“Scream” redefined and reinvigorated the horror genre in 1996 with its tongue-in-cheek jabs at the genre as a whole. It became a box-office hit grossing over $100 million domestically. “Scream 2” set standards for what a sequel should be introducing new rules that made the film nearly equal if not better than its predecessor. Unfortunately for fans, “Scream 3” was a dismal disappointment amongst critics and fans, as it was the supposed finale in the saga involving Sidney (Neve Campbell), Dewey (David Arquette) and Gale (Courteney Cox).
“Scream 4” saw the return of the original cast and newcomers, that brought life back into the series, but was a box-office bust only taking in a little under $40 million. Kevin Williamson who stepped aside for the third installment, wrote the fourth outing, but after a disagreement with the Weinstein Company backed out of a fifth and sixth installment, which were expected as a part of a new trilogy.
Fans can only hope, Williamson may divulge one day what his plans were for the fifth and sixth outings of the franchise; it must’ve been good if he came up with a fresh idea for a new trilogy. Sidney, Dewey and Gale have all survived four sociopaths, yes four, which means some staple characters have to bite the dust in the final installment.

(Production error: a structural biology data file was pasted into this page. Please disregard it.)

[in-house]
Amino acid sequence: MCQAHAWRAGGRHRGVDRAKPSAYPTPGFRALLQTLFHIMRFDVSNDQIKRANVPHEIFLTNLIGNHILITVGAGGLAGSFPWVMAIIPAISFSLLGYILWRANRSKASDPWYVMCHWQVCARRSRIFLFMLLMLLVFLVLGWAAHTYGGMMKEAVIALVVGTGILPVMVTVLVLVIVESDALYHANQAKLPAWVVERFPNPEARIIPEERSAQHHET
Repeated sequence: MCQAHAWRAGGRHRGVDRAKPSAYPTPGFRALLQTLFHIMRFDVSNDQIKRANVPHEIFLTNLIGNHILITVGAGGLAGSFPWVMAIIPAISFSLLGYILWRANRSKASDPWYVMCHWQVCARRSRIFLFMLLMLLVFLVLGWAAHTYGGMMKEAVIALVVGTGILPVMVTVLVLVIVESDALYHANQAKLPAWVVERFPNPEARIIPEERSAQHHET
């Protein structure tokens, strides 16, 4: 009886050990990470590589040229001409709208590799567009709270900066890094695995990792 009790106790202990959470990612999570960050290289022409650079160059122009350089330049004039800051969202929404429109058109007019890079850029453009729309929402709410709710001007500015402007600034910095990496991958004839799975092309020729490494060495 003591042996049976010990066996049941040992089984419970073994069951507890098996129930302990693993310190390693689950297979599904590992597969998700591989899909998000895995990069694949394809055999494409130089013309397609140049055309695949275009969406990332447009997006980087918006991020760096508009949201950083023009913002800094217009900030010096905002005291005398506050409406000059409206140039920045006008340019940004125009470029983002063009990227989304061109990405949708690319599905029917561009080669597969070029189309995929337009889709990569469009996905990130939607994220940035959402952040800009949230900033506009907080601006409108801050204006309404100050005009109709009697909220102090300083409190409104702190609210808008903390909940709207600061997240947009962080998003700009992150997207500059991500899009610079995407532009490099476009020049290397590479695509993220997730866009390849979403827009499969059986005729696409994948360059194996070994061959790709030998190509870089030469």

It’s not a question of who, it’s more of a question of how. The “Scream” flicks have been known for killing off characters in the opening; don’t kill a major character in the opening unless it leads to a mind blowing twist. It’s predictable at this point. The final installment needs to go back to the basics; “Scream” and “Scream 2” worked so well because there was a quality ”˜story’ that unfolded; keep it simple and the audience will follow.
If “Scream 5” is indeed the final chapter in the horror saga, I’m sure The Weinstein Company will go out with a bang; now it’s just a waiting game of when it will be released.
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